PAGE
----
Economic Impact of Climate Change on
Select a country/region or click on the map to get estimates of how climate change will affect GDP per capita as calculated in Burke, Hsiang, and Miguel (2015) Back to main page
Economic Impact of Climate
Change on
Likelihood climate change will reduce
's GDP per capita by
  • more than 0%:   
  • more than 10%:
  • more than 20%:
  • more than 50%:
The plot above shows the projected impacts of climate change on GDP per capita between now and 2100 for the World. Impacts are expressed relative to a world without climate change. So a 10% increase in 2100 indicates that we project that climate change will make a particular country 10% richer than it would have been had climate change not occurred. The black line in this plot represents our "best estimate" of impacts for the World, while the red shaded area represents our uncertainty in this estimate. Based on the uncertainty shown in red, the table at right then provides the estimated likelihood that by 2100, climate change will causes losses of at least 0%, 10%, 20%, and 50% in the World.

How do we arrive at these numbers?
The projected impacts of climate change shown above are derived by combining three estimates:
  1. estimates of how GDP growth rates respond to temperature. Determining this response is one of the main exercises in our paper. As described in the paper, we use a half century of historical data for more than 150 countries to arrive at this estimate.
  2. estimates of future temperature change. Here we rely on estimates from the IPCC CMIP5, taking the median projection across all climate models that report temperature change from the RCP8.5 emissions trajectory, which is a high emissions scenario (the climate model data we use are here).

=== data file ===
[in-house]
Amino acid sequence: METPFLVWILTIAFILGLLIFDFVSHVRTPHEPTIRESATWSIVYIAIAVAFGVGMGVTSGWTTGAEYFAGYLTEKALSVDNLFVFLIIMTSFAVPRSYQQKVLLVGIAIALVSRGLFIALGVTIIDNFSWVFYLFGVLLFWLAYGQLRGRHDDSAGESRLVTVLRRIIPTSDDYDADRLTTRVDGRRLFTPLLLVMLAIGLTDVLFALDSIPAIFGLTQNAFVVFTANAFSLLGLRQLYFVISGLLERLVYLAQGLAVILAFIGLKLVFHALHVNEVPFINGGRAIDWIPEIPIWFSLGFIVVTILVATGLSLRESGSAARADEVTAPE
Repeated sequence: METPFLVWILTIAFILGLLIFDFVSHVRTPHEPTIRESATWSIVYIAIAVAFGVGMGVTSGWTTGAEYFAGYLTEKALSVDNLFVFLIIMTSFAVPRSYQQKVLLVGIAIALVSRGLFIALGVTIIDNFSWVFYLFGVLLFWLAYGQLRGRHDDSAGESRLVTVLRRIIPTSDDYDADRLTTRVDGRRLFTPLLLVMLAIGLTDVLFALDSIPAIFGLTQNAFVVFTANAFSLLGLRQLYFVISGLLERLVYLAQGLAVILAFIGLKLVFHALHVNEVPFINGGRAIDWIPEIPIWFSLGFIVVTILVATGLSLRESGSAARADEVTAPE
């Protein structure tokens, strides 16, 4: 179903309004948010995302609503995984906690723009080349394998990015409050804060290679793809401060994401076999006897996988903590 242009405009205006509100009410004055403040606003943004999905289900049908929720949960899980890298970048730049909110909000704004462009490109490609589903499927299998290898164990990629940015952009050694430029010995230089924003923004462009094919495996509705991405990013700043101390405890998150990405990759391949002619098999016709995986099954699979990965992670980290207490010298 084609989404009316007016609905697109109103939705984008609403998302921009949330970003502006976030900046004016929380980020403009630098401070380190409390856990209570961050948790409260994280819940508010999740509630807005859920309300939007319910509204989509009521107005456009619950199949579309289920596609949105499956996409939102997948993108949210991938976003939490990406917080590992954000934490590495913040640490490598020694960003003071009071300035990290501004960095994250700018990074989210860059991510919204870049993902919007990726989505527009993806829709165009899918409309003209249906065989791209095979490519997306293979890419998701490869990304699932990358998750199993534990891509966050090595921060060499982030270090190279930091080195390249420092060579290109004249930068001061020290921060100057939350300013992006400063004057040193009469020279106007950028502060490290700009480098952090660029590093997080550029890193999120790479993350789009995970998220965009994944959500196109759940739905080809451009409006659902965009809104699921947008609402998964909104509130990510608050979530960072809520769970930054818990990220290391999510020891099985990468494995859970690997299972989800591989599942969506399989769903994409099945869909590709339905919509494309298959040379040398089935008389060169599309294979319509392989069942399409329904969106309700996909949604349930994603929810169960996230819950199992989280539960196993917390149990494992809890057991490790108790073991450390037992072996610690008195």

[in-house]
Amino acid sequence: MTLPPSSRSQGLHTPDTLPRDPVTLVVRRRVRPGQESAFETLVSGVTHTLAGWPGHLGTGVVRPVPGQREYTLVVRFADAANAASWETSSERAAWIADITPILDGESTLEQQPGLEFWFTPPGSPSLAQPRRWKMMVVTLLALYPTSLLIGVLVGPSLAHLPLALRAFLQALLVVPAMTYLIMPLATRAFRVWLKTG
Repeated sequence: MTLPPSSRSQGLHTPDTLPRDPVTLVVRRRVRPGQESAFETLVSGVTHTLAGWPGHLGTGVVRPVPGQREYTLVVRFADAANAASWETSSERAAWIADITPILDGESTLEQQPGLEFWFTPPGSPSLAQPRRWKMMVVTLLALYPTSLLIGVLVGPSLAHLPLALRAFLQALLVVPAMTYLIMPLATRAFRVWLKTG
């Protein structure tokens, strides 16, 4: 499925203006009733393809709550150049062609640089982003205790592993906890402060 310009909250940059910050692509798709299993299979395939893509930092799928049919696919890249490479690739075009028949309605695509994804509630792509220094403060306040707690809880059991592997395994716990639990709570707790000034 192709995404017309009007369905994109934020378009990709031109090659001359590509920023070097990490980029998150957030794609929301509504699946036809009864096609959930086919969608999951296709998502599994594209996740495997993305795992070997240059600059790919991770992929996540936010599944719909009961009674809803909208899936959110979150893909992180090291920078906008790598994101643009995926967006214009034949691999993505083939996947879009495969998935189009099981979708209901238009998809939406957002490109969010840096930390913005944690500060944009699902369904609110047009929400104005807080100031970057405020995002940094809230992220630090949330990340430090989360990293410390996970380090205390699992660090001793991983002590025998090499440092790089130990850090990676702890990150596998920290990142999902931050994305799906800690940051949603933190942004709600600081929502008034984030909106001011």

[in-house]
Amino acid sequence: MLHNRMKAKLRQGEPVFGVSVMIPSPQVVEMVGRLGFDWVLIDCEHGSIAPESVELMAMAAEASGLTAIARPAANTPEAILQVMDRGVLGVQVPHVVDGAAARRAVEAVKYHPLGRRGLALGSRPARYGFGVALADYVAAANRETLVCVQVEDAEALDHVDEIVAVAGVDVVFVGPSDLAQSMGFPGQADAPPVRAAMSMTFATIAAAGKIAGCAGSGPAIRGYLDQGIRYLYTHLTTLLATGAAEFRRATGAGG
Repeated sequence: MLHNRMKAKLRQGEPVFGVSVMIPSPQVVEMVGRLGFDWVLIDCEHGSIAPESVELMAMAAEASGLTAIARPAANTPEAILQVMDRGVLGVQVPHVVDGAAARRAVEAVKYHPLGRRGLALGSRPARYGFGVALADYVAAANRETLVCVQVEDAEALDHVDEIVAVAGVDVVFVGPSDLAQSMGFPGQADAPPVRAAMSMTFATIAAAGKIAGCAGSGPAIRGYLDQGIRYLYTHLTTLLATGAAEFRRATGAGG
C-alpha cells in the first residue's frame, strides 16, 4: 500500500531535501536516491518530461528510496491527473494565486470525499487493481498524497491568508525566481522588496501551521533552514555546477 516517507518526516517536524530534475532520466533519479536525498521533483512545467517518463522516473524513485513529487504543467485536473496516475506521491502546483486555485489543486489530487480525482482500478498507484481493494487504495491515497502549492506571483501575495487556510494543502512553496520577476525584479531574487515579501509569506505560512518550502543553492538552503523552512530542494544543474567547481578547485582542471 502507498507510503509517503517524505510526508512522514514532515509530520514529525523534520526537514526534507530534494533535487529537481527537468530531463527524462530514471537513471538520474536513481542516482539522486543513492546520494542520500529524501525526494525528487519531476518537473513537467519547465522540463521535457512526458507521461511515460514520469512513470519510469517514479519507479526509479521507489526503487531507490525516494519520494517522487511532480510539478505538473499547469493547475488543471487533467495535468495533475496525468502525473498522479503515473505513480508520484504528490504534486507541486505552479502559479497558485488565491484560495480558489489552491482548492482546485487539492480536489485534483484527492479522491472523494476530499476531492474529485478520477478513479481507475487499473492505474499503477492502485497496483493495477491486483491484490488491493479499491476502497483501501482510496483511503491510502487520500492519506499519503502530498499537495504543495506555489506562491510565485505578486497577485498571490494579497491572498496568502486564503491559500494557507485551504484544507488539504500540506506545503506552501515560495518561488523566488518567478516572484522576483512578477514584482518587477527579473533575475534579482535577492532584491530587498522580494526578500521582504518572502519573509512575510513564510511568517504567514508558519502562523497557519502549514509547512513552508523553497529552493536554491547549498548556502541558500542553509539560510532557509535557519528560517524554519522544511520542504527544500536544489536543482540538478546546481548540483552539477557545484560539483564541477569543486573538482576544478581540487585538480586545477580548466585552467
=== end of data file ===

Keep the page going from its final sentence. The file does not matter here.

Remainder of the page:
3. estimates of future change in population and GDP/capita absent climate change. Here we rely on estimates from the "Shared Socioeconomic Pathways" (SSPs), and utilize the two SSPs (SSP3 and SSP5) that are believed consistent with the chosen emissions trajectory.
To find out more about how we arrived at estimates for specific countries, please click on a country above.
Growth vs. Temperature, Growth Rate, and GDP per Capita for

The three panels above demonstrate how these three sources of information are combined to produce the black line in the figure at top.

The left figure shows the estimated response of GDP growth to temperature across all countries in the world (black line). The dotted black and red vertical lines show the country-average temperature in 2010 and the projected average temperature in 2100. The historical response function (black line) is then used to estimate the effect on GDP growth that this temperature change will have. For a small number of countries countries, the projected average temperature in 2100 exceeds the average temperature observed in any country during our historical period of study (roughly 30C). In these cases, because historical data do not tell us what the response function looks like above 30C, we assume that response function becomes flat beyond 30C -- that is, we assume that growth rates cannot fall below the rate predicted by the response function at 30C.

The middle figure shows our projections of how climate change might affect growth rates over the next century. The black line in this figure is the assumed growth rate absent climate change in , which we again take from the SSPs. The red line is the adjustment to this growth rate that we estimate will occur because of climate change.

The right figure then shows the implication of this change in growth rate for the level of GDP per capita over time. The black line is again the projected level of GDP per capita over time in absent climate change, and the red line is the level of GDP per capita with climate change. The percentage difference between these two lines is what is plotted by the black line in the figure at the top of the page.

The red shading in the figure at the top of the page reflects our uncertainty in a country's impacts. This uncertainty derives from imperfect knowledge of how growth rates have historically responded to temperature [i.e. uncertainty in the exact shape of the black line in the left panel of the bottom figure].